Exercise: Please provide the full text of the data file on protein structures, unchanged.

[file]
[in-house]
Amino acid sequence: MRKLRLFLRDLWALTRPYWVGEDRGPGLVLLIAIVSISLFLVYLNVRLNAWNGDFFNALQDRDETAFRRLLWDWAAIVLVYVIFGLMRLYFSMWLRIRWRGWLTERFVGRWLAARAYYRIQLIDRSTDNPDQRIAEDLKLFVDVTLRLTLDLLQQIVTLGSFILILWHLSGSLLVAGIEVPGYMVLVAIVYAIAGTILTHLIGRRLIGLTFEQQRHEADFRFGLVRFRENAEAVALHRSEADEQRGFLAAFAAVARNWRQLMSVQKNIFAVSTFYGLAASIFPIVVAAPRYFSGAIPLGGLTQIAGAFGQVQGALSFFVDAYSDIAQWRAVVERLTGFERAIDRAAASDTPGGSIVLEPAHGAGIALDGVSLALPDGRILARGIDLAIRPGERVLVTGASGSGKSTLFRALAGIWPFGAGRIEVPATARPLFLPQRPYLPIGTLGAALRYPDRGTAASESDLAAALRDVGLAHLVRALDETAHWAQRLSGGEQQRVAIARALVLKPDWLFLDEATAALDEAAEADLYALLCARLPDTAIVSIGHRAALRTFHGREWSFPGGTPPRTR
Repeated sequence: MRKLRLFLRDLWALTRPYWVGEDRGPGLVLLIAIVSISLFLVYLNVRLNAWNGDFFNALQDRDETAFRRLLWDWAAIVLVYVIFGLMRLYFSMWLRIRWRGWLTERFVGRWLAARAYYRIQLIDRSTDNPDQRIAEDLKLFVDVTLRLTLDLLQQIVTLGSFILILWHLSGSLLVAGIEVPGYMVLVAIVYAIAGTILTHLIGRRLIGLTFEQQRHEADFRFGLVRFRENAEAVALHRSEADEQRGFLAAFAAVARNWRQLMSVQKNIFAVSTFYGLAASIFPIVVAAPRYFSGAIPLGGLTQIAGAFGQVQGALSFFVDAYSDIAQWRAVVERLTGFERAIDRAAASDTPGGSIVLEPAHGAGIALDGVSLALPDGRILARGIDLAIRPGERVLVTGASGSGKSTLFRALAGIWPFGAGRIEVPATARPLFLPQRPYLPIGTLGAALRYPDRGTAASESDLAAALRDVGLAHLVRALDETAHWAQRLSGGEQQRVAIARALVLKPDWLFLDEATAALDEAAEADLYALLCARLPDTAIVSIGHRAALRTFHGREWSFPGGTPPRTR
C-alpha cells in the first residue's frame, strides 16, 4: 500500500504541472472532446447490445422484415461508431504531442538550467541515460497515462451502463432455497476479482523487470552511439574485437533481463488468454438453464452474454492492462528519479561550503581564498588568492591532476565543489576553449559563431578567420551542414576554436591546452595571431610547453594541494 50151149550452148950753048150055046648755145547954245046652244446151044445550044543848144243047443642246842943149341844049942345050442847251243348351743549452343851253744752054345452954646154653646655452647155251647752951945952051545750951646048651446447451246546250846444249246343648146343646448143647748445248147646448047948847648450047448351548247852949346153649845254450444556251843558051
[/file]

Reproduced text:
[in-house]
Amino acid sequence: MRKLRLFLRDLWALTRPYWVGEDRGPGLVLLIAIVSISLFLVYLNVRLNAWNGDFFNALQDRDETAFRRLLWDWAAIVLVYVIFGLMRLYFSMWLRIRWRGWLTERFVGRWLAARAYYRIQLIDRSTDNPDQRIAEDLKLFVDVTLRLTLDLLQQIVTLGSFILILWHLSGSLLVAGIEVPGYMVLVAIVYAIAGTILTHLIGRRLIGLTFEQQRHEADFRFGLVRFRENAEAVALHRSEADEQRGFLAAFAAVARNWRQLMSVQKNIFAVSTFYGLAASIFPIVVAAPRYFSGAIPLGGLTQIAGAFGQVQGALSFFVDAYSDIAQWRAVVERLTGFERAIDRAAASDTPGGSIVLEPAHGAGIALDGVSLALPDGRILARGIDLAIRPGERVLVTGASGSGKSTLFRALAGIWPFGAGRIEVPATARPLFLPQRPYLPIGTLGAALRYPDRGTAASESDLAAALRDVGLAHLVRALDETAHWAQRLSGGEQQRVAIARALVLKPDWLFLDEATAALDEAAEADLYALLCARLPDTAIVSIGHRAALRTFHGREWSFPGGTPPRTR
Repeated sequence: MRKLRLFLRDLWALTRPYWVGEDRGPGLVLLIAIVSISLFLVYLNVRLNAWNGDFFNALQDRDETAFRRLLWDWAAIVLVYVIFGLMRLYFSMWLRIRWRGWLTERFVGRWLAARAYYRIQLIDRSTDNPDQRIAEDLKLFVDVTLRLTLDLLQQIVTLGSFILILWHLSGSLLVAGIEVPGYMVLVAIVYAIAGTILTHLIGRRLIGLTFEQQRHEADFRFGLVRFRENAEAVALHRSEADEQRGFLAAFAAVARNWRQLMSVQKNIFAVSTFYGLAASIFPIVVAAPRYFSGAIPLGGLTQIAGAFGQVQGALSFFVDAYSDIAQWRAVVERLTGFERAIDRAAASDTPGGSIVLEPAHGAGIALDGVSLALPDGRILARGIDLAIRPGERVLVTGASGSGKSTLFRALAGIWPFGAGRIEVPATARPLFLPQRPYLPIGTLGAALRYPDRGTAASESDLAAALRDVGLAHLVRALDETAHWAQRLSGGEQQRVAIARALVLKPDWLFLDEATAALDEAAEADLYALLCARLPDTAIVSIGHRAALRTFHGREWSFPGGTPPRTR
C-alpha cells in the first residue's frame, strides 16, 4: 500500500504541472472532446447490445422484415461508431504531442538550467541515460497515462451502463432455497476479482523487470552511439574485437533481463488468454438453464452474454492492462528519479561550503581564498588568492591532476565543489576553449559563431578567420551542414576554436591546452595571431610547453594541494 50151149550452148950753048150055046648755145547954245046652244446151044445550044543848144243047443642246842943149341844049942345050442847251243348351743549452343851253744752054345452954646154653646655452647155251647752951945952051545750951646048651446447451246546250846444249246343648146343646448143647748445248147646448047948847648450047448351548247852949346153649845254450444556251843558051